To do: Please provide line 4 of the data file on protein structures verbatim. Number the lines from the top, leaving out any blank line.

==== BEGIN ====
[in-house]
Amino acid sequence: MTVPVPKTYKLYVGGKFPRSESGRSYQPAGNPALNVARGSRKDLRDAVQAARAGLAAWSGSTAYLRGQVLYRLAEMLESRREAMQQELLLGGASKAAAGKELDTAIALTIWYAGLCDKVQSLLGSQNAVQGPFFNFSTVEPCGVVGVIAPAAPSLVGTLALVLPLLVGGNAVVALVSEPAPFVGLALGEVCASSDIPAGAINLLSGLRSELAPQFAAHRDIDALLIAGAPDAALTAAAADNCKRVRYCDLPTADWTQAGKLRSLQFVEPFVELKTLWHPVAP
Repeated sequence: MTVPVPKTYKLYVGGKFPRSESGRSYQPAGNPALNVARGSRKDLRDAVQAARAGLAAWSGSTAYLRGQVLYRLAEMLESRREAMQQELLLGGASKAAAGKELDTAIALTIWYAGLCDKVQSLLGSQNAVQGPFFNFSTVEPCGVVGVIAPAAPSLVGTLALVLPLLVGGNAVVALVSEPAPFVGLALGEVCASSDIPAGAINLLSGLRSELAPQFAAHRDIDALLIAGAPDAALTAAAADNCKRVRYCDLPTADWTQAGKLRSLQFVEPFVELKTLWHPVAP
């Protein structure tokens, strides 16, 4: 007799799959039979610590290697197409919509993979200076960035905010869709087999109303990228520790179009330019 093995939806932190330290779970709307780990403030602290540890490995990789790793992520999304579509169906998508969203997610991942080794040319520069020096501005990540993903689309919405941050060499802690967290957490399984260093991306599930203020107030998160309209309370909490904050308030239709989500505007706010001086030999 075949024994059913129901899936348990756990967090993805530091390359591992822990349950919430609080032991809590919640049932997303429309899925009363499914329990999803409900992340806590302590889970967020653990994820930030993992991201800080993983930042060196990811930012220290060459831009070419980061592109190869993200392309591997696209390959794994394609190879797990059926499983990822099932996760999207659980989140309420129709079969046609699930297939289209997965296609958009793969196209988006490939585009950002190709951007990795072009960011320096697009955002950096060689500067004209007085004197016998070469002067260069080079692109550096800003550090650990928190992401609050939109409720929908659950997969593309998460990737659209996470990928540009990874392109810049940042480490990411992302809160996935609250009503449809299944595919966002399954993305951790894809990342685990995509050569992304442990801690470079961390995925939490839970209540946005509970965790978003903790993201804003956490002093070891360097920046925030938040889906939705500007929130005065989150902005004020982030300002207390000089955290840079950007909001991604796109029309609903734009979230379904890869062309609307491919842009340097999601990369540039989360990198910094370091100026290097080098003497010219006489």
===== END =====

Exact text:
């Protein structure tokens, strides 16, 4: 007799799959039979610590290697197409919509993979200076960035905010869709087999109303990228520790179009330019 093995939806932190330290779970709307780990403030602290540890490995990789790793992520999304579509169906998508969203997610991942080794040319520069020096501005990540993903689309919405941050060499802690967290957490399984260093991306599930203020107030998160309209309370909490904050308030239709989500505007706010001086030999 075949024994059913129901899936348990756990967090993805530091390359591992822990349950919430609080032991809590919640049932997303429309899925009363499914329990999803409900992340806590302590889970967020653990994820930030993992991201800080993983930042060196990811930012220290060459831009070419980061592109190869993200392309591997696209390959794994394609190879797990059926499983990822099932996760999207659980989140309420129709079969046609699930297939289209997965296609958009793969196209988006490939585009950002190709951007990795072009960011320096697009955002950096060689500067004209007085004197016998070469002067260069080079692109550096800003550090650990928190992401609050939109409720929908659950997969593309998460990737659209996470990928540009990874392109810049940042480490990411992302809160996935609250009503449809299944595919966002399954993305951790894809990342685990995509050569992304442990801690470079961390995925939490839970209540946005509970965790978003903790993201804003956490002093070891360097920046925030938040889906939705500007929130005065989150902005004020982030300002207390000089955290840079950007909001991604796109029309609903734009979230379904890869062309609307491919842009340097999601990369540039989360990198910094370091100026290097080098003497010219006489």